SUPPORT WORKER TRAINING
With some notable exceptions, support workers are generally thrown in
at the deep end, with little idea of what they are expected to do or
how they can most effectively do it. Training a support worker,
in the context of a particular employment and disability situation, can
make a huge difference to their effectiveness and thus to the
effectiveness of the disabled worker they support.
It is not sufficient simply to itemize those tasks which are to be
carried out by the support worker and then to leave them to it.
Instead, by giving the support worker an understanding of the
disability of the employee they support and by relating that to the job
in general, the support worker can learn to give more effective
support. This helps to clarify the line between doing the job and
supporting the doing of the job. In other words,, it ensures that
the job is still being done by the disabled person and that the support
worker is simply providing support to that person.
If a support worker can work in a way which genuinely supports the
disabled employee, that employee will be able to work more effectively
and will remain in control of their own job. This can only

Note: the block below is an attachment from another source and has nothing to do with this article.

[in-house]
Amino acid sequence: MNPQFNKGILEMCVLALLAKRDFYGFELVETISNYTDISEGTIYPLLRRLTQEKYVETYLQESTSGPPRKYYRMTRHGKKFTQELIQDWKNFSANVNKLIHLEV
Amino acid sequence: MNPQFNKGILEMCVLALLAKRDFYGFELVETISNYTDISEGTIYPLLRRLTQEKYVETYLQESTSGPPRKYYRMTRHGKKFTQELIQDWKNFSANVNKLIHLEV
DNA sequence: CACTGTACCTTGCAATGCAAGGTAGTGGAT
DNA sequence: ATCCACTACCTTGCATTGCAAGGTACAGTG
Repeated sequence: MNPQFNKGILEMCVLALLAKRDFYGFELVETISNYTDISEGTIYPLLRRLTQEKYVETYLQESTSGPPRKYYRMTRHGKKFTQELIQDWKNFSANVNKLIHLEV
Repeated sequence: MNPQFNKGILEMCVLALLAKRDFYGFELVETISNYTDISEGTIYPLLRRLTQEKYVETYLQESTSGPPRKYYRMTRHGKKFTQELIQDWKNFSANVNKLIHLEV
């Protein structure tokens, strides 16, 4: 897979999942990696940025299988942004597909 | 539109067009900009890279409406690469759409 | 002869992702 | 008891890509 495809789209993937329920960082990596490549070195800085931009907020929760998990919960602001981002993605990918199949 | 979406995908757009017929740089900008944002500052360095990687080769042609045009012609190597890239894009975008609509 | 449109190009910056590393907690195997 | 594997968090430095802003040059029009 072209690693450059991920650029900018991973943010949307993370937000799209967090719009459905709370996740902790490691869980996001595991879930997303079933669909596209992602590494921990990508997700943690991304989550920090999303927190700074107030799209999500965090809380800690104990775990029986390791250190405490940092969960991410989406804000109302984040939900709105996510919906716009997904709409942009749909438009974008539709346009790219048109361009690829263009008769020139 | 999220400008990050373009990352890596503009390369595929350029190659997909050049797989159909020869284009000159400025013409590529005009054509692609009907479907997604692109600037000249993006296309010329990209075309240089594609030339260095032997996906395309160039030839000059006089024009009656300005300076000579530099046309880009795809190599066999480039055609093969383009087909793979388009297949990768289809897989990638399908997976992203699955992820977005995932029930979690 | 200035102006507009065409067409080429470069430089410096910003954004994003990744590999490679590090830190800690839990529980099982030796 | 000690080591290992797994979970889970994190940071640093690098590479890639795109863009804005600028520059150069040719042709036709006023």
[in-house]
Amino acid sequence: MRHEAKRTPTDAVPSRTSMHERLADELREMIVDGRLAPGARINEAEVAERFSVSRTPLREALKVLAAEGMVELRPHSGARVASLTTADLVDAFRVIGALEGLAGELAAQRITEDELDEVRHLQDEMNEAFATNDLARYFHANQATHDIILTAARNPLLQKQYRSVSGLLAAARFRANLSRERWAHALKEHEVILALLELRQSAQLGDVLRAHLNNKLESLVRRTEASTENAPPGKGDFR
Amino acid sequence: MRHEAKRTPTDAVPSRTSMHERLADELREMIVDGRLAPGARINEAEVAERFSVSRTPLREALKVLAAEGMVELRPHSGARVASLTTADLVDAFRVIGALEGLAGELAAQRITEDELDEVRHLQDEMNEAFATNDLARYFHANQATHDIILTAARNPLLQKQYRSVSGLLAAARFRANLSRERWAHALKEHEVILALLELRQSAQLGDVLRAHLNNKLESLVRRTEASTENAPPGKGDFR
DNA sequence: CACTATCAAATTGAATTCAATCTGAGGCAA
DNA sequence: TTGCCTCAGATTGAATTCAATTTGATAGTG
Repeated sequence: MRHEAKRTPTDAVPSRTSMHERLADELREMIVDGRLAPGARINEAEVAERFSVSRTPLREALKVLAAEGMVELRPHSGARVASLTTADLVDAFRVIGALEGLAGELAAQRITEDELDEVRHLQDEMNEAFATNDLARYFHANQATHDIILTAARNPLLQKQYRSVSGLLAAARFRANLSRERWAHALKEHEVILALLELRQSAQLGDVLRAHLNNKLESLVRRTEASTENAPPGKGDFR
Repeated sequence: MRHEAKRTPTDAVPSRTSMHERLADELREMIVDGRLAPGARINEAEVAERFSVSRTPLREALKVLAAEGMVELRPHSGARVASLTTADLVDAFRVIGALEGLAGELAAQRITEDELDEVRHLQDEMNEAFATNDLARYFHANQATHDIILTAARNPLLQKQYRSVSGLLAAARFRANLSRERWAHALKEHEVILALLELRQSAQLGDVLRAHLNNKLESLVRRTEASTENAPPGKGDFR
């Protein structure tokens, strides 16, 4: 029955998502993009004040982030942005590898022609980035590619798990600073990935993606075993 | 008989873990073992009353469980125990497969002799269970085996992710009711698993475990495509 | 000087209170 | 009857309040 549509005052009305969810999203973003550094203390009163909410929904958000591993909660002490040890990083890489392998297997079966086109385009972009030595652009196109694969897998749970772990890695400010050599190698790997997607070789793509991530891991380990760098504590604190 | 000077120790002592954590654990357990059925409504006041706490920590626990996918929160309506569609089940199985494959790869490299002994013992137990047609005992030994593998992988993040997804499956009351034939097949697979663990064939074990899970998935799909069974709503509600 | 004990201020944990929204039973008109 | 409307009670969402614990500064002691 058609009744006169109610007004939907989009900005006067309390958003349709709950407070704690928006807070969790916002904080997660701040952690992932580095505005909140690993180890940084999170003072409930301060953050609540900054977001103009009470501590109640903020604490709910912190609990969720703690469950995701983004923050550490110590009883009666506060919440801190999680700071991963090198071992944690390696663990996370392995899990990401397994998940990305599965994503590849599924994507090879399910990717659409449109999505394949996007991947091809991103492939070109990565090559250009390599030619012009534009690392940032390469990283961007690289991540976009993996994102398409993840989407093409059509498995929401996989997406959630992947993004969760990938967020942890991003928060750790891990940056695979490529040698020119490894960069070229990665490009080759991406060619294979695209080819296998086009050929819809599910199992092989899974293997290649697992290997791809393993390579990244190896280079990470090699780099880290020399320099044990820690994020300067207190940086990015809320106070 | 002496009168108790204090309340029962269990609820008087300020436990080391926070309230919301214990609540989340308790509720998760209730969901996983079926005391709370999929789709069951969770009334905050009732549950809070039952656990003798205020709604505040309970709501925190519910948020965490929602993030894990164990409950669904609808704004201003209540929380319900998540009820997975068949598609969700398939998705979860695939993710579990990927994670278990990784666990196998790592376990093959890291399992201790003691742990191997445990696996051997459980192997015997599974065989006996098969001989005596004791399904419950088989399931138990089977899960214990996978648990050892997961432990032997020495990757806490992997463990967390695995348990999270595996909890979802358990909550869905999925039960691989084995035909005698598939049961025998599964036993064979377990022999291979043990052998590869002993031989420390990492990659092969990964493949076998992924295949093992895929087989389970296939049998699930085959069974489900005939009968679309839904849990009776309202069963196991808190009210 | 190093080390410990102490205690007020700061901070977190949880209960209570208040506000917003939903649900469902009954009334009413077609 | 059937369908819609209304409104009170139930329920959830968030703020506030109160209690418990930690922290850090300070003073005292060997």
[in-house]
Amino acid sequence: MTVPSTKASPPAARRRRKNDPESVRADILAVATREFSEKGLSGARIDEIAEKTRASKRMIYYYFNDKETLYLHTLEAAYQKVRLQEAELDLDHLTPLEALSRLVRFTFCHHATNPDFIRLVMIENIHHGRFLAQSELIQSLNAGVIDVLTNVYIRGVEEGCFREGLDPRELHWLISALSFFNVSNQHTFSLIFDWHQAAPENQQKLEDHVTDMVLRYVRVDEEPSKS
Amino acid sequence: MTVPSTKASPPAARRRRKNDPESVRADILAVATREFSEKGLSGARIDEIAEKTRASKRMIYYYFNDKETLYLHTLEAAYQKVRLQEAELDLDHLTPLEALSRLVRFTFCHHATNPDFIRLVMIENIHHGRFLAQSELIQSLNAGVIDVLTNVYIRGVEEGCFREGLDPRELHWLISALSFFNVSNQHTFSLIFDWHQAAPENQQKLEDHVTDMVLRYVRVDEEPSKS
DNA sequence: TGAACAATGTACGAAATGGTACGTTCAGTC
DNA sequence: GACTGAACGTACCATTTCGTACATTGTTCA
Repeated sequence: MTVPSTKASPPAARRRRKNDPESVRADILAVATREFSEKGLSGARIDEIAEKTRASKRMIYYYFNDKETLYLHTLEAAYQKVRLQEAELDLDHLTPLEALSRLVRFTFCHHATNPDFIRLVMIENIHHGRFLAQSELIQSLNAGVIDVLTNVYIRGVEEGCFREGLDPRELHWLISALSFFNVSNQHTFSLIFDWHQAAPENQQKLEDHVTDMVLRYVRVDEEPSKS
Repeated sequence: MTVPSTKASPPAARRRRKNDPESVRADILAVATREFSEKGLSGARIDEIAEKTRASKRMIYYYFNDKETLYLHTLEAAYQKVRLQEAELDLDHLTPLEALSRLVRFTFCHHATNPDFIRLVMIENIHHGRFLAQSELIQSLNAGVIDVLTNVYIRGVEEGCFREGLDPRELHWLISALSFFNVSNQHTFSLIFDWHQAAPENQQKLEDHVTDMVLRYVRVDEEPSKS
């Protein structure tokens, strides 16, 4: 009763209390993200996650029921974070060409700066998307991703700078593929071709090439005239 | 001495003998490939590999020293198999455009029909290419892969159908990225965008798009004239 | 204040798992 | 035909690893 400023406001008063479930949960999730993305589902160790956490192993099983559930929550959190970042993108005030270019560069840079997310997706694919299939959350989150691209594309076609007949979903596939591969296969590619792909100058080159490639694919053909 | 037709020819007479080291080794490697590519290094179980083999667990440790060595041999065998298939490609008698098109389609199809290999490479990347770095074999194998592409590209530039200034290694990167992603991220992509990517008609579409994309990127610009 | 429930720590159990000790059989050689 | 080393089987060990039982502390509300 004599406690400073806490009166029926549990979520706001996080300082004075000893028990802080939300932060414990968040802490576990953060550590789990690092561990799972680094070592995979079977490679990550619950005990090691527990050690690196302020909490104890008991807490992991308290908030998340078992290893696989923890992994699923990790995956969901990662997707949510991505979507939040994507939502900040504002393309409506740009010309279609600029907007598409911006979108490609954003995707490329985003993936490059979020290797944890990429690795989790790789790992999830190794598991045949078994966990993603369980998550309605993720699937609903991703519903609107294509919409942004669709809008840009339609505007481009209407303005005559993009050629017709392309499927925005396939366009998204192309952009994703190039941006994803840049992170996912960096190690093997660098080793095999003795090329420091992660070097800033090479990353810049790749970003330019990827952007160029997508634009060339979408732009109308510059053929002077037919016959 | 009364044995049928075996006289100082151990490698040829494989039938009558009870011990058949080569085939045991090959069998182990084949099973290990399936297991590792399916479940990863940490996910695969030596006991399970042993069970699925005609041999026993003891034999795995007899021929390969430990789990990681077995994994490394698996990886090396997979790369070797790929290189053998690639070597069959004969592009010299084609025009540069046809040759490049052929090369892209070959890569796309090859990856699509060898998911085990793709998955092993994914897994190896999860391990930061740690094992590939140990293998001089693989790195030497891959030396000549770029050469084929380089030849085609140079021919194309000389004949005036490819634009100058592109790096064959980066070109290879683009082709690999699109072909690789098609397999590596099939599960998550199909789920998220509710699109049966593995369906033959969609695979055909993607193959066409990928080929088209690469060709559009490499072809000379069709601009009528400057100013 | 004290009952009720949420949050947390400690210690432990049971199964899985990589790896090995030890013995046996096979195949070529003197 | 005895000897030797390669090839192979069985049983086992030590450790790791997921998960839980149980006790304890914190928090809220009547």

benefit the disabled employee through increased self-esteem and job
Training for support workers is offered as a means of ensuring that the
most effective support is provided. Often this training can be
integrated with training in the management of a support worker.
The support worker training is always tailored to meet the specific
needs arising from the disability of the disabled person, the job being
done by the disabled person and the specific areas in which support is
required and appropriate. Support worker training can also be an
effective tool in helping to define the boundary between disability
related support and support needs which are part of a broader business
need arising from the job being done by the disabled person.
Back to General Services